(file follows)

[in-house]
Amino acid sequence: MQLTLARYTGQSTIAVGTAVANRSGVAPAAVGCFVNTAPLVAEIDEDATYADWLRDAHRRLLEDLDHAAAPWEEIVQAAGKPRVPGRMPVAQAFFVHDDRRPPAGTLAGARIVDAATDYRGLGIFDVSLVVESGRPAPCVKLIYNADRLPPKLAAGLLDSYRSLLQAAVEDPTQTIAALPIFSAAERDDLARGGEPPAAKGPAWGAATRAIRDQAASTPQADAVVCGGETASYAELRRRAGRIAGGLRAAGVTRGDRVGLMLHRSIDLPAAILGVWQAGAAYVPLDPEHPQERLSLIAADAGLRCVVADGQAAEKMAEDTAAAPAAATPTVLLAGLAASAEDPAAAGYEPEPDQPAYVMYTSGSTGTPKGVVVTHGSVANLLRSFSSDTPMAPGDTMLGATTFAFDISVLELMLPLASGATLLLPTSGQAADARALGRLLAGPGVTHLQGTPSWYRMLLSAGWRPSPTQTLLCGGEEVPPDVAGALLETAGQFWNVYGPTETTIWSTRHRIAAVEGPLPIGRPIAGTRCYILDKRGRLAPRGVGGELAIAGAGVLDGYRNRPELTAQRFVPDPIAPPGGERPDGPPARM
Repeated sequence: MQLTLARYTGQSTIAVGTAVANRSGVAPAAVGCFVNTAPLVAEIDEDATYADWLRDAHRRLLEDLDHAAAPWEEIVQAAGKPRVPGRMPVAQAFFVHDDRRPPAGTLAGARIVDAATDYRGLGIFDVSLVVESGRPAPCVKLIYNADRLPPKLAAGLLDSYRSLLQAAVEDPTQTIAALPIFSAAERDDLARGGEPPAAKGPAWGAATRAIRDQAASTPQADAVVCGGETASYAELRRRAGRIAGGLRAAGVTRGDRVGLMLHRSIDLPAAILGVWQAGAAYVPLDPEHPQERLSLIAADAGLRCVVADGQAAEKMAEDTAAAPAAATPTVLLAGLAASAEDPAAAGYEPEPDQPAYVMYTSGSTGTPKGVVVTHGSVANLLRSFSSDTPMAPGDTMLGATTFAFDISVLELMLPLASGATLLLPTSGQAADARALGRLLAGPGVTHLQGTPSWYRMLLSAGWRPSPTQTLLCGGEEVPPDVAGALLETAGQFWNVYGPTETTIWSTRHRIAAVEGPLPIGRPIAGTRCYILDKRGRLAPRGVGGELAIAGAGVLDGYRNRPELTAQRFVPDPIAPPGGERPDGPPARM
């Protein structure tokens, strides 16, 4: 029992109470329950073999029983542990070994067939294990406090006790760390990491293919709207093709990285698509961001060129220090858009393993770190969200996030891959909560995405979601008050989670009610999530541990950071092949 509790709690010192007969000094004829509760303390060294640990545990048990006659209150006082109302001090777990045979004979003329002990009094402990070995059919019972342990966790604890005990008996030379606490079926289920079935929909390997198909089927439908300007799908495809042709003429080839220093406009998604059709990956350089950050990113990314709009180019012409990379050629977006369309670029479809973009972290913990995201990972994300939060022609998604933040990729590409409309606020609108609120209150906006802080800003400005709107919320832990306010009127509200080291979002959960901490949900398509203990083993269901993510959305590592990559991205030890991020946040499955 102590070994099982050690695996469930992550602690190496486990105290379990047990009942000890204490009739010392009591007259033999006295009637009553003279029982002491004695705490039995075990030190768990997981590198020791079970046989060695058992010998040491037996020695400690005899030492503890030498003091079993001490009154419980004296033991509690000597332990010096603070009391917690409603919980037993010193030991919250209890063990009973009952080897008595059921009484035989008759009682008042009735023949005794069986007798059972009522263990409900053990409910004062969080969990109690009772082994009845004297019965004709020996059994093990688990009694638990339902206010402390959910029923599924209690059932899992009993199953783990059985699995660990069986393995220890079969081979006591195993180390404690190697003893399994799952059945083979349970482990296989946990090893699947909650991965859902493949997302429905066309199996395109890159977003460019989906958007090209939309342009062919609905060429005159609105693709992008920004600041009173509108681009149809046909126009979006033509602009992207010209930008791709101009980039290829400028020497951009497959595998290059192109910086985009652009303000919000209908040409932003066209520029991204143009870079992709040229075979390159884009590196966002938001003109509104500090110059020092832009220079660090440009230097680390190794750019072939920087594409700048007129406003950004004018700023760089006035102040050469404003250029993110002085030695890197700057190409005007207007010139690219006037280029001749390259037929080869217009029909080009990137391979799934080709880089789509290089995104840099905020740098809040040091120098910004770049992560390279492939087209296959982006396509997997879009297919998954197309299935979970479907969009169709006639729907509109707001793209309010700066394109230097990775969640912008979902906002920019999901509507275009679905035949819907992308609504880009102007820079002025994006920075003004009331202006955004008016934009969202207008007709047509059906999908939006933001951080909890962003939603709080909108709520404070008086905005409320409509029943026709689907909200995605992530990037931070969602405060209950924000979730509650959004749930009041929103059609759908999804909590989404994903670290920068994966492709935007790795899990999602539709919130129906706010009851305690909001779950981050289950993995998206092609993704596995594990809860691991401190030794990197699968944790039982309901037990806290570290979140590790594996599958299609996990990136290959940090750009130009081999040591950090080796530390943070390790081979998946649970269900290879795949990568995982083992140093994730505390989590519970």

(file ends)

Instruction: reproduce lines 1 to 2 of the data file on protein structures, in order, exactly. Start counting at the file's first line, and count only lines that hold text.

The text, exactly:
[in-house]
Amino acid sequence: MQLTLARYTGQSTIAVGTAVANRSGVAPAAVGCFVNTAPLVAEIDEDATYADWLRDAHRRLLEDLDHAAAPWEEIVQAAGKPRVPGRMPVAQAFFVHDDRRPPAGTLAGARIVDAATDYRGLGIFDVSLVVESGRPAPCVKLIYNADRLPPKLAAGLLDSYRSLLQAAVEDPTQTIAALPIFSAAERDDLARGGEPPAAKGPAWGAATRAIRDQAASTPQADAVVCGGETASYAELRRRAGRIAGGLRAAGVTRGDRVGLMLHRSIDLPAAILGVWQAGAAYVPLDPEHPQERLSLIAADAGLRCVVADGQAAEKMAEDTAAAPAAATPTVLLAGLAASAEDPAAAGYEPEPDQPAYVMYTSGSTGTPKGVVVTHGSVANLLRSFSSDTPMAPGDTMLGATTFAFDISVLELMLPLASGATLLLPTSGQAADARALGRLLAGPGVTHLQGTPSWYRMLLSAGWRPSPTQTLLCGGEEVPPDVAGALLETAGQFWNVYGPTETTIWSTRHRIAAVEGPLPIGRPIAGTRCYILDKRGRLAPRGVGGELAIAGAGVLDGYRNRPELTAQRFVPDPIAPPGGERPDGPPARM